Tally Hart, director of Student Financial Aid and founder of Ohio State’s Economic Access Initiative, retired Dec. 30 after 15 years at the university.
The Economic Access Initiative formed in 2006 with the purpose of helping first-generation and low-income kids become educated about college. The initiative focuses on outreach to kids as early as first grade, pairing them with current college students to discuss the possibilities of going to college.
Many of these children have never been told they could go to college, Hart said.
“Information is power and we try to provide that information,” said Laura Kraus, associate director of Economic Access Initiative.
A first generation college graduate, Hart said she has a clear passion for students and her job.
“It was my dream job,” Hart said. “When then-provost Barbara Snyder asked me if I would take this position, I honestly looked at her and said ‘Would you pay me to do that?'”
Kraus said her passion for the students was evident in her work.
“Tally’s always been an advocate for lower income and first-generation students,” Kraus said.
Hart started as director of Student Financial Aid in the mid-90s, and was hired by President E. Gordon Gee in his first tenure. When hart started, she said low income students enrolled at the lowest rate and they now enroll at the highest.
Others share Kraus’ admiration for Hart.
“She’s awesome,” said Jessica Rowekamp, coordinator of College Access and Success at OSU. “She definitely inspired me to keep going in this field.”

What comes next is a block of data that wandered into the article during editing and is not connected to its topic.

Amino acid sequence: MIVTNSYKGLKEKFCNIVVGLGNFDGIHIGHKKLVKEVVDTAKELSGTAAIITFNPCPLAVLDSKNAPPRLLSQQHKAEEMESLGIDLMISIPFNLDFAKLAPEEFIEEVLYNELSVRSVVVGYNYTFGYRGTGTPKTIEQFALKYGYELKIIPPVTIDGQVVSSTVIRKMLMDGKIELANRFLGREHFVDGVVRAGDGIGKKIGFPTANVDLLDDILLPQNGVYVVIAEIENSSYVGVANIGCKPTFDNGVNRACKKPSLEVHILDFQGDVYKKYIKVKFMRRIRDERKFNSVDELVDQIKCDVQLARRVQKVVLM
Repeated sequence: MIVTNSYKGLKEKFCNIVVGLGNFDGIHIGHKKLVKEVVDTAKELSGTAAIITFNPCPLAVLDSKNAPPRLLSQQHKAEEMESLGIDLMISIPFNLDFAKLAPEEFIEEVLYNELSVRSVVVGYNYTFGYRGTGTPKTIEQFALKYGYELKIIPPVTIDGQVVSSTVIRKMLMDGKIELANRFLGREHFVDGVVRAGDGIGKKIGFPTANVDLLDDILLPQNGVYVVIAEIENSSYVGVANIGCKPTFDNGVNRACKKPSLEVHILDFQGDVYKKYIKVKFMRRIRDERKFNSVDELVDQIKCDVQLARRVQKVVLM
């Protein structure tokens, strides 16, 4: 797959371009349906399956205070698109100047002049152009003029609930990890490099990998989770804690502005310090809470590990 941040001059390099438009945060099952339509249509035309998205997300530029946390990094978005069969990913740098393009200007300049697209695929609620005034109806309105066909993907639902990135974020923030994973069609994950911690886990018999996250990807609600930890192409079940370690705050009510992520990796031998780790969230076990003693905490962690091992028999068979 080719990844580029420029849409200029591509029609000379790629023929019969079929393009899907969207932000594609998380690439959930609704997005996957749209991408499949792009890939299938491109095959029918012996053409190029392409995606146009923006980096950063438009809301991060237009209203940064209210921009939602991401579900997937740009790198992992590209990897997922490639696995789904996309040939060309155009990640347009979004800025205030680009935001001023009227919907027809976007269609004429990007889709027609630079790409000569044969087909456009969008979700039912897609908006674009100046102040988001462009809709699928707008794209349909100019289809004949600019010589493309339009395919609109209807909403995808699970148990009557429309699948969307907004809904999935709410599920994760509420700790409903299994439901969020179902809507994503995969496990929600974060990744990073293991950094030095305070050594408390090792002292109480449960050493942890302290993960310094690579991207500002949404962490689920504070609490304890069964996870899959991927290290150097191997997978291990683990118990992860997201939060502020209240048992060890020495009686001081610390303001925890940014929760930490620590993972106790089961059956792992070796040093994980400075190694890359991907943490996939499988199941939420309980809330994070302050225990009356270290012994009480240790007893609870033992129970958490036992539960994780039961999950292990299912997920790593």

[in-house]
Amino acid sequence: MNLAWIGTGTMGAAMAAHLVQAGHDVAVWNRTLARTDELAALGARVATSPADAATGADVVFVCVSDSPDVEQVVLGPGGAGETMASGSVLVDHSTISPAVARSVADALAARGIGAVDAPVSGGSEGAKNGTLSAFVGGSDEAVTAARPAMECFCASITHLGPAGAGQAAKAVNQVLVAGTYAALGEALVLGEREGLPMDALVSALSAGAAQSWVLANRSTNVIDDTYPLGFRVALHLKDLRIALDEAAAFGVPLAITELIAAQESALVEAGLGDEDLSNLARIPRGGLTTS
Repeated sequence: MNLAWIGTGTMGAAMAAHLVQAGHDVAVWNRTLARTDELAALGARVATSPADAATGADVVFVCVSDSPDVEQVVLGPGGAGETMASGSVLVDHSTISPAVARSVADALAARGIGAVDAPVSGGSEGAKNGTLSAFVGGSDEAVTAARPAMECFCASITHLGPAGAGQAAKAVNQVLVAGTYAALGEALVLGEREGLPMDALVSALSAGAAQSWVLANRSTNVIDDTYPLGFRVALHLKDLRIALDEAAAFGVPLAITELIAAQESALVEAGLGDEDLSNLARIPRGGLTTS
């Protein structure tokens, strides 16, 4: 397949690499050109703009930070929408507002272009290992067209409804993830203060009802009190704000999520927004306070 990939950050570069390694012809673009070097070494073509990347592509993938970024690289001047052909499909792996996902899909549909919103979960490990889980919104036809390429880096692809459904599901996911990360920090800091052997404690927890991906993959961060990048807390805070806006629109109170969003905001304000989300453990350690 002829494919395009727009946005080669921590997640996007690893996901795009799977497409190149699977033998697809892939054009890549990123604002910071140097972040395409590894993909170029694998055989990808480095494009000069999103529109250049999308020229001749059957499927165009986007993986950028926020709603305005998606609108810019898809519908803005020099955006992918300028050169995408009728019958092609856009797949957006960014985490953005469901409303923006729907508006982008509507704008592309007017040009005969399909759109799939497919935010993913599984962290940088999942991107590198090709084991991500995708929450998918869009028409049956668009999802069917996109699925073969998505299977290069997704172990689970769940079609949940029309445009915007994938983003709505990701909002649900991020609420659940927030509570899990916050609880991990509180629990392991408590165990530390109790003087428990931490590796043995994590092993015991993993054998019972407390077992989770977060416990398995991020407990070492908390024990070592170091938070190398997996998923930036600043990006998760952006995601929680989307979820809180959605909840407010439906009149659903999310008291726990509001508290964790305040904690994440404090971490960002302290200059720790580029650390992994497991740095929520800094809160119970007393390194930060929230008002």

Hart also contributes to a lecture on Immigration and First Generation College Going, an informal discussion-based class where students and instructors learn from each other. Hart said the class is more of a friendly discourse than lecture, where Hart listens as much as she speaks. She said her favorite aspect of teaching is learning from students.
Sitting through her lectures, one might notice a casual air of familiarity. Hart’s soft-spoken, welcoming tone that seems to keep the class cool as discussions sometime become heated, discussing issues from illegal immigration to financial aid.
“I feel like I’ve known her a very long time,” said Mari Foisy, a third-year in sustainable plant systems. “She will make you an instant friend.”
Organizing her many post-retirement plans in a spreadsheet, Hart said she looks forward to unplugging her alarm clock, continuing her lectures and working with her dad on a family genealogy.